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Usman Khawaja: The Comeback King

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Usman_Khawaja_Australia_cricketThere is a huge difference between the Usman Khawaja we see today and the Usman Khawaja we saw five years ago. Today he is the macho, fearless man with an army buzz cut thrashing the bowlers to all parts of the ground. Five years ago, he was said to be a talented young kid who would go on to replace Ricky Ponting. He couldn’t showcase his talent back then and he couldn’t fill in Ponting’s shoes, but right now there couldn’t be a better replacement for Ponting than Khawaja.

Khawaja’s first attempts to make a mark in international cricket were futile as he scored only 377 runs in nine Tests at an average of about 25, and touched the 50-run mark in an innings only once.

In 2015, he was brought back into the team for New Zealand’s tour of Australia.

Since then it has been a different story. Since then it has been Usman Khawaja all the way. Since then it has been all praise, golden numbers and all milestones for Usman Khawaja. Since then there has been a different feeling, watching Khawaja bat.

 

Since his comeback, Khawaja has notched up 644 runs in only 6 innings at a mighty average of almost 129. He has scored four centuries and one fifty after his return. That is a hundred in every Test match in which he has batted in after his return. That is some improvement. Khawaja’s career Test average is just a shade above 51 now. It takes something special to drag a Test average from 25 to 50, and Khawaja has that something special.

Khawaja is a left-hander. Left handers are a special breed of cricket players. They are unique and they are beautiful to watch. Kumar Sangakkara is one example and Brian Lara is another. Both of them are cricketing legends in real terms. Now will Khawaja become a legend? That is a question that no one can answer. Only time will tell.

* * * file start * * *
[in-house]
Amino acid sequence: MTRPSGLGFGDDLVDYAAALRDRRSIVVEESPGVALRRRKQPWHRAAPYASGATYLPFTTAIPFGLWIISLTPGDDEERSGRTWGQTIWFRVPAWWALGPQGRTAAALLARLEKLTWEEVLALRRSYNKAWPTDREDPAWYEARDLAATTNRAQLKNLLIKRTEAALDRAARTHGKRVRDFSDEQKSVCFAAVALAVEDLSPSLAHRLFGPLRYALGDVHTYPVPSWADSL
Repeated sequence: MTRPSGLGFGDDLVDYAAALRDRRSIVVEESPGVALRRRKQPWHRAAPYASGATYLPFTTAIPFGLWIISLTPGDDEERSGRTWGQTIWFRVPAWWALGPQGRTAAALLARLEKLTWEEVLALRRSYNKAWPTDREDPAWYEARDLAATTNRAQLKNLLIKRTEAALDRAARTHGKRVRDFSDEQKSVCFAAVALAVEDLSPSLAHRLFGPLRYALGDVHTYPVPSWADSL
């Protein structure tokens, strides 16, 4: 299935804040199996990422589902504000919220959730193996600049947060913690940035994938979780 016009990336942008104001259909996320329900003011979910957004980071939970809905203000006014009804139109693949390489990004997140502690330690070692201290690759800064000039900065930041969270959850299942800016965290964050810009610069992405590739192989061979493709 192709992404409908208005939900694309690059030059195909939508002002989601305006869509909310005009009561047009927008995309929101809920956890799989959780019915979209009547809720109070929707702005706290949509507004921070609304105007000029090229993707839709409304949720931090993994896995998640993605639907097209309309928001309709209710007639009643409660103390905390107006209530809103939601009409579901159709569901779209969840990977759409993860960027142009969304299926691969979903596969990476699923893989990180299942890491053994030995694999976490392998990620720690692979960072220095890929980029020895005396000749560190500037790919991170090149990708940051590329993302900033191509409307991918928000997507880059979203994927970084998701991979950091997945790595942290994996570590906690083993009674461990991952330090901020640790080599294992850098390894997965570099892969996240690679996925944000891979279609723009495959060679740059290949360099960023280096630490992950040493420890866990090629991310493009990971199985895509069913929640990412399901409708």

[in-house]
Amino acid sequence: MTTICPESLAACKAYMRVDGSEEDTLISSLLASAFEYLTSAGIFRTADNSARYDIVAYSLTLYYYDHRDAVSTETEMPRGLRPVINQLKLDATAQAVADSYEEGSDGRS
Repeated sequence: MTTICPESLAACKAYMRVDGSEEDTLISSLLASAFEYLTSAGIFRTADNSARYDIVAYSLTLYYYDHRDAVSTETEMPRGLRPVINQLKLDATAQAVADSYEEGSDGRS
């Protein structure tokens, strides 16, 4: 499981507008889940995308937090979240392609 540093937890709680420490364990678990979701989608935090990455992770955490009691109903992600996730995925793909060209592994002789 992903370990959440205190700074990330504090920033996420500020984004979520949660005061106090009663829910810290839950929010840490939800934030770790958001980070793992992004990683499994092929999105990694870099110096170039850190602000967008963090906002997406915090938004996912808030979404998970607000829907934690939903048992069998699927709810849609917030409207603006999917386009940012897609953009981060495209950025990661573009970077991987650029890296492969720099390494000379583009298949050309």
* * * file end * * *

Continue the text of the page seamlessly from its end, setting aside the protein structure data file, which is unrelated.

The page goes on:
I see something in Usman Khawaja. I see that little spark in him. The same spark that was seen in Virat Kohli a few years back. The same spark that was seen in AB de Villiers when he came onto the international cricket scene, and the same spark that is now seen in Quinton de Kock, Joe Root and Kane Williamson.

Enough about his batting abilities and enough about his milestones. Now, moving on to the captaincy side. Usman Khawaja definitely looks captaincy material. It is true that Australia recently got a very able captain in Steve Smith and have a vice-captain in David Warner. But Khawaja recently became captain of Queensland and has shown good leadership there.

Khawaja has a sense of maturity. I feel that he is a born leader while he is batting. The way he batted in the Big Bash and then in the Tests and ODI’s recently has been a testament of his maturity, sensibility and grace.

Soon, the tides are going to turn. In my view, it is not unlikely that Usman Khawaja will replace Steve Smith as the captain of Australia. And the day is also not far away when Usman Khawaja will be remembered as one of Australia’s best batsmen and captains.

He has peaked a little late in his career, but this peak is here to stay till the end of his career.



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